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Old 01-21-16, 11:13 AM   #26
Steve Hull
Join Date: Dec 2012
Location: hilly, tree covered Arcadia, OK USA
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Let's take your numbers and do the math. You use gasoline at $2/gallon, your car at average of 30 mpg. You didn't specify a yearly mileage so let's put in 15,000 miles per year.

With those numbers, the cost of just gasoline is $1,000 per year.

Now let's compare it to the Bolt. It gets 4 miles/kWhr and let's put in the national electric average of $0.10/kWhr. Same numbers of miles driven.

The Bolt "fuel cost" is $375 per year. This is a savings of $625 per year. Assume you own the car for ten years. That is a savings of $6,250.

But the ~ $6K is actually larger than that as money saved has value. Assume a 2% growth of $ and you are up to almost $10k in effective savings over ten years.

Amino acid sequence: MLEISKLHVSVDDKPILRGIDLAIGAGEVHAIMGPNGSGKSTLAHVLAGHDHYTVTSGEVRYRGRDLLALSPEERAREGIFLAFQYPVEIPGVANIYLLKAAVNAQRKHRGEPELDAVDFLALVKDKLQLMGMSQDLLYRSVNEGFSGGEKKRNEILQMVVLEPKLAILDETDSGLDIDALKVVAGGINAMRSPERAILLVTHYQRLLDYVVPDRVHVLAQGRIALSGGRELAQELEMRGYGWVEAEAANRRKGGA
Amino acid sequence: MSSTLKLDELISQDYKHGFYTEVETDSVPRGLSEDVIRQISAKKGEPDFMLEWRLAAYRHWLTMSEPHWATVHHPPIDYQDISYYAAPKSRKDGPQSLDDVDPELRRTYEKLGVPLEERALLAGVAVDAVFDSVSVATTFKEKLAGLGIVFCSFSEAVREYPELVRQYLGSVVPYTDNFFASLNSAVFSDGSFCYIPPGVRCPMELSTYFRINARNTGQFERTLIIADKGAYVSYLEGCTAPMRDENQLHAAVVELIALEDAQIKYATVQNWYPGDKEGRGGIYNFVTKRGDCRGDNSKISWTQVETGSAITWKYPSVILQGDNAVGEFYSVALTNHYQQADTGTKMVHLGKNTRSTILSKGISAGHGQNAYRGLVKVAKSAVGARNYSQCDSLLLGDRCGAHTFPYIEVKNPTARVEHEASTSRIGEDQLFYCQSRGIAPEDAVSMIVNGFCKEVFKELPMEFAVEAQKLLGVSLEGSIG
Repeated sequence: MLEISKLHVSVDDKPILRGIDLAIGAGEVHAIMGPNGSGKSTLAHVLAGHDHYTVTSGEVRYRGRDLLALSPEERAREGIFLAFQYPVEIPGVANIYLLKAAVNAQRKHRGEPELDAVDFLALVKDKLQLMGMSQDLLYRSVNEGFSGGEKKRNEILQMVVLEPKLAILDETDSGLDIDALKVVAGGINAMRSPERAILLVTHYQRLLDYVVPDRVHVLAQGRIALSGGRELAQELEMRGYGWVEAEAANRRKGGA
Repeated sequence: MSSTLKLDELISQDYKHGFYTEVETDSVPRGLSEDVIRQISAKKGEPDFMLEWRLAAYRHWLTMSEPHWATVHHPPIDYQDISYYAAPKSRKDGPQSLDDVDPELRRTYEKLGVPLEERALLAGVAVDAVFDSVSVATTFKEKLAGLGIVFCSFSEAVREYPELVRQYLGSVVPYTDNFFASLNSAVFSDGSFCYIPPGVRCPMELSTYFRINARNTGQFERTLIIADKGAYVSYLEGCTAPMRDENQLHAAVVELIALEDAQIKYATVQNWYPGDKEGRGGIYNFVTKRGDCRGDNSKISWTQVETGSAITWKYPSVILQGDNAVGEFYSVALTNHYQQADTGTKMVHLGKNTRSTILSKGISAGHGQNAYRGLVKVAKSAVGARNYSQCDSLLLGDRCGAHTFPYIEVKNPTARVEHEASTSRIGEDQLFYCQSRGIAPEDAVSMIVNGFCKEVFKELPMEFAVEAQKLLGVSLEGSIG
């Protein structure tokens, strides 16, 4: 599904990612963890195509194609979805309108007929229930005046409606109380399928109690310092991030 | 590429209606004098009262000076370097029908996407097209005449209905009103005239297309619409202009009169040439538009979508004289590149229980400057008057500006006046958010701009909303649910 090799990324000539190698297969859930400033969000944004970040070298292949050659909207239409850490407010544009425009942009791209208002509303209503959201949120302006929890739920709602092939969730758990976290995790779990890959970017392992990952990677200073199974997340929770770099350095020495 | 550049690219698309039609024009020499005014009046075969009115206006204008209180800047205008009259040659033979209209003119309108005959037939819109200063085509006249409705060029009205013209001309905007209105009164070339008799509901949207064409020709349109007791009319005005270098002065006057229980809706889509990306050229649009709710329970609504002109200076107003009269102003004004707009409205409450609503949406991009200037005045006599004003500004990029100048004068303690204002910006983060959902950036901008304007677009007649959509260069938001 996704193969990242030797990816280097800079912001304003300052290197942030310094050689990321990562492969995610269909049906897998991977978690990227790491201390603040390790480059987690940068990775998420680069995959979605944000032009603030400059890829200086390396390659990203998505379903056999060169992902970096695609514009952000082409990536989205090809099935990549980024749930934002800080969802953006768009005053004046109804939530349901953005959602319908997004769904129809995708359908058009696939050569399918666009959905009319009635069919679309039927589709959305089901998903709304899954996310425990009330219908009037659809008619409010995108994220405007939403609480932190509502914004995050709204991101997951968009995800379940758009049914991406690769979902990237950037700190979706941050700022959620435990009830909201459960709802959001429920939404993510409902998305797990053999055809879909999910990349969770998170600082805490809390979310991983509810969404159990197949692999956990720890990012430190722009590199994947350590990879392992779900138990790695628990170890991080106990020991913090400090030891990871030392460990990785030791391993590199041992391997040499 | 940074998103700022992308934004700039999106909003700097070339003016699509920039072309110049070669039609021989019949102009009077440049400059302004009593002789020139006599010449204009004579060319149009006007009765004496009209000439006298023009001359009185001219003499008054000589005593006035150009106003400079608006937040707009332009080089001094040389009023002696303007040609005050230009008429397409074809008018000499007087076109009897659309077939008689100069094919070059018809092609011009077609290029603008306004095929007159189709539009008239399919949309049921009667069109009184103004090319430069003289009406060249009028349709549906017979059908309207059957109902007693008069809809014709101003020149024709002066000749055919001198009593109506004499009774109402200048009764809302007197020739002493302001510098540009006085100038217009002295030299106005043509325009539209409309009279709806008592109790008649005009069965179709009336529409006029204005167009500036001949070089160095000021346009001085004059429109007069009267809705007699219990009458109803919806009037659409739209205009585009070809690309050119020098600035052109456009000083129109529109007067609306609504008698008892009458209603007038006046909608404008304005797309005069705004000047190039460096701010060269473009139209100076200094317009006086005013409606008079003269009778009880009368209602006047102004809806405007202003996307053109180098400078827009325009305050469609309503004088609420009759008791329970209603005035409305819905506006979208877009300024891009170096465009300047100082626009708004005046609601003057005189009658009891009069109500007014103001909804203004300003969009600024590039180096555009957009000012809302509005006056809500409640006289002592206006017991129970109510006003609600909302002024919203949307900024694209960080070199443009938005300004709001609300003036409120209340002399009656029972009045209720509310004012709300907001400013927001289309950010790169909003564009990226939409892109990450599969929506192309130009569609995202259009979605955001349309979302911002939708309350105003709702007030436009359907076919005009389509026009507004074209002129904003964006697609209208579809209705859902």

Yes, the Bolt will cost more, but I believe the average car is now about $28,000 and a $30,000 car (after tax credit) is not much more extravagant than that average cost.

Yes, you do need a charging circuit for an EV, but oil changes, filters, scheduled engine maintenance etc for a gas fueled vehicle are far more expensive in the long run.

And the rebate for an EV is not the government's money it is YOURS. This is a tax credit that lowers the federal taxes you have already had deducted from your paycheck.

As for the electric grid, remember that most cars are parked at night when the grid is least used - and when most people will charge up an EV.

Not for everyone, but compared to the 15-50 miles per charge on the existing EC/plug in cars, the Bolt with the 200 mile range is a complete game changer.

And if you have even a modest home set of PV panels, the saving is even greater.

consulting on geothermal heating/cooling & rational energy use since 1990

Last edited by stevehull; 01-21-16 at 12:09 PM..
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